Big Island Chefs Battle It Out for Top HonorsJanuary 30, 2019, 12:28 PM HST (Updated January 30, 2019, 2:00 PM)
Many chefs believe feeding people is the ultimate in giving. On Jan. 27, 2019, three of the Big Island’s up-and-coming chefs gave it all they had when Gertrude’s Jazz Bar in Kona hosted Chef Battle Hawaii.
The event was produced by the Chicago-based company, Social Power Hour, a group focused on bringing food and beverage events to communities throughout the country.
“Social Power Hour started because we wanted to start creating new experiences by having people get off of their phones and start enjoying different events,” said Matt Hensler, founder of Social Power Hour. “We started doing a lot of networking events in Chicago, then we moved into doing more food events.”
Chef Battle is a cooking competition designed to bring together local chefs who compete to create the best dish in one hour. The selected chefs work together in teams of two to create and serve a signature dish.
“We began having cooking competitions and started a tournament series,” said Hensler. “Now we are going around the country looking for the best chef. We conduct these local events, and then the top two winners advance to regional competition for a chance to go to a national competition in 2020.”
The three competing chefs, Deanna Delmar, Mikey d’Amato and Brandon Yamasaki, had their proteins assigned to them at their cooking stations. The proteins presented to them were ahi tuna, tofu and beef, respectively. Once the competition began, they were able to collect other ingredients from the “pantry” and begin cooking. They were required to use a selected spice from Ohana Spice Trading Company.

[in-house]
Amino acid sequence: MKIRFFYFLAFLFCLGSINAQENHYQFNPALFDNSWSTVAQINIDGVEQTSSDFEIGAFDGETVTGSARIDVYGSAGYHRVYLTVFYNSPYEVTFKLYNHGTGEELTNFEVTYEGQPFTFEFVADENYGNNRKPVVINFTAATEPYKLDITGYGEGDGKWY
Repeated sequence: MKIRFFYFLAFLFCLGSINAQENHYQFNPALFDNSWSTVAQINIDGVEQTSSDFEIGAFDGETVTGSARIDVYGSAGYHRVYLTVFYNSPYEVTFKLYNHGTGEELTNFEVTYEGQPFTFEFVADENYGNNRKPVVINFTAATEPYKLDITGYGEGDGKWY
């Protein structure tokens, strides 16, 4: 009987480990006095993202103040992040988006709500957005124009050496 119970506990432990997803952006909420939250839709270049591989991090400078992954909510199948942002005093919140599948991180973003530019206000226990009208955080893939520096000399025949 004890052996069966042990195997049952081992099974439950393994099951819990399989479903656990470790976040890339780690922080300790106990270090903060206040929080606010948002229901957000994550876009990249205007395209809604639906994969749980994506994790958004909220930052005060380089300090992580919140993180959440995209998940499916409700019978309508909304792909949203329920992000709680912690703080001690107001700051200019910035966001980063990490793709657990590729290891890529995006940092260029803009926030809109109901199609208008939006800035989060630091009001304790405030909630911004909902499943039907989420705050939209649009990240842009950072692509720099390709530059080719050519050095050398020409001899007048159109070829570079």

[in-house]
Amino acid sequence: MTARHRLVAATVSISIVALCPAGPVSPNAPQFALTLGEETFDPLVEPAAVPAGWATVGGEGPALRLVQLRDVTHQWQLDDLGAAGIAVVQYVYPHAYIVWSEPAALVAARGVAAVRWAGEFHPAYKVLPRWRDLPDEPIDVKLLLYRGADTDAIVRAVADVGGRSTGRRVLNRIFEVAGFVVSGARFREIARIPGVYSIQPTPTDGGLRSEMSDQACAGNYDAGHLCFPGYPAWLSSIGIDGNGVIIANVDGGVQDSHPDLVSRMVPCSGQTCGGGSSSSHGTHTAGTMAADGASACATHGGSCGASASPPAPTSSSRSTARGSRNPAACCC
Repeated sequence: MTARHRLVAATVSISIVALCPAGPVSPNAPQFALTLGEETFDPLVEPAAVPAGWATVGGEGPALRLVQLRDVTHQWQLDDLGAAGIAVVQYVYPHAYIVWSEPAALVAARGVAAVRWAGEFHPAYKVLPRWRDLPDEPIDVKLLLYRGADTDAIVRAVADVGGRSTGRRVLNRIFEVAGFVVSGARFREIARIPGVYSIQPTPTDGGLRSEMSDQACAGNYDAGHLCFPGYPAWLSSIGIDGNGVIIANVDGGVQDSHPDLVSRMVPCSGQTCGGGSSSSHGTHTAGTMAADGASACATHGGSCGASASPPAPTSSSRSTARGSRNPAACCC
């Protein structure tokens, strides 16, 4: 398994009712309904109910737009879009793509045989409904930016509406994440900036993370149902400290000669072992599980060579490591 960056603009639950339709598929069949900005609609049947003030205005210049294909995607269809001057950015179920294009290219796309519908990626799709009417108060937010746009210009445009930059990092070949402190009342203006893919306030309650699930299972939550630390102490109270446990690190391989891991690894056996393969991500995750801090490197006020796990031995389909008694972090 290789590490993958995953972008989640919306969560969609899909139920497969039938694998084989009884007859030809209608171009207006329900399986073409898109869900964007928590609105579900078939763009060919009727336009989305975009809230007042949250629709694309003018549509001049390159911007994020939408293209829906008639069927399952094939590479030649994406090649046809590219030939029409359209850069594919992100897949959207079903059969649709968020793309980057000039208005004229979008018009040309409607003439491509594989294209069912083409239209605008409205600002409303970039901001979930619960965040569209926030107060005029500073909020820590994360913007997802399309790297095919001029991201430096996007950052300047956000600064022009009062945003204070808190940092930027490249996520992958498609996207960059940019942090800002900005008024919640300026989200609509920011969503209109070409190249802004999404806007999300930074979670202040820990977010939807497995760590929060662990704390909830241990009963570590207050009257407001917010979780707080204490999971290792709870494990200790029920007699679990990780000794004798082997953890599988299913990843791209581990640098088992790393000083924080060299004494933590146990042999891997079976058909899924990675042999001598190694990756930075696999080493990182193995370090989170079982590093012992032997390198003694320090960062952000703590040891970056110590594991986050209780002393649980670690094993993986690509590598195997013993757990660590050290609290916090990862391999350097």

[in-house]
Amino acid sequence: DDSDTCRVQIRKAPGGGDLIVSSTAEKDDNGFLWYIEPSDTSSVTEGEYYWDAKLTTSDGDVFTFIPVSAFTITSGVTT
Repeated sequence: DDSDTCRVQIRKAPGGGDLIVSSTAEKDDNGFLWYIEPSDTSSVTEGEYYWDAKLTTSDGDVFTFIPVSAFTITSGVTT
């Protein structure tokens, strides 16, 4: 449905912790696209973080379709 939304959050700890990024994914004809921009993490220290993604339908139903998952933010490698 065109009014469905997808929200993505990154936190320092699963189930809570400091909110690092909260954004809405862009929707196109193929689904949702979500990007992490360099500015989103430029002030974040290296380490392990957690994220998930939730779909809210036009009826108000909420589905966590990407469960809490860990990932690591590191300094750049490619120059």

The audience cheered on the chefs and their assistants as they prepared their dishes. Adding an element of challenge to the competition were the unusual “kitchens.” The dishes were all prepared in one hour on portable tables using camp stoves—a far cry from a commercial grade, professional kitchen. However, the culinary artists rose to the occasion and prepared unique, delicious entrees to please the audience and the judges.
When their hour was up, the dishes were plated and presented to the judges for critique. The audience also had an opportunity to participate by tasting each dish and voting for their favorite creation.
Judges ranked each creation based on presentation, creativity and taste. While each meal was unique and delicious, both the judges and the audience chose Yamasaki’s Special Stroganoff as their No. 1 choice. The dish was made with beef, homemade noodles, onions, bell peppers, tomatoes, spinach, avocado, parmesan cheese and Ohana’s volcanic seasoning.
“It was a blast,” said Yamaski, lead line cook at Hilo Hula Hulas. “I was able to step out of my comfort zone and meet and feed some really cool people. I definitely had fun cooking with all the other chefs. It as awesome and I wish it didn’t have to end.”
Chefs Delmar and d’Amato tied for second place with Delmar’s Tropical Island Poke with Taro Chips and Ohana’s 808 Poke Mix, and d’Amato’s Vegan Tofu Scallop with Ohana spices.
“Cooking is my passion, straight from my heart and soul,” said Delmar, who currently cooks for Gertrude’s Jazz Bar. She credits her love of the culinary arts to her father and other family members who love to cook.
In addition to cooking, Chef d’Amato is also an award-winning bartender from the southwestern state of New Mexico.
“I’m excited to see what this battle can inspire me to bring to the table,” he said.
All the chefs brought their A-game to Chef Battle Hawaii, and impressed guests with their ability to spontaneously create edible art.
As the famous chef Wolfgang Puck once said, “Cooking is like painting or writing a song. Just as there are only so many notes or colors, there are only so many flavors—it’s how you combine them that sets you apart.”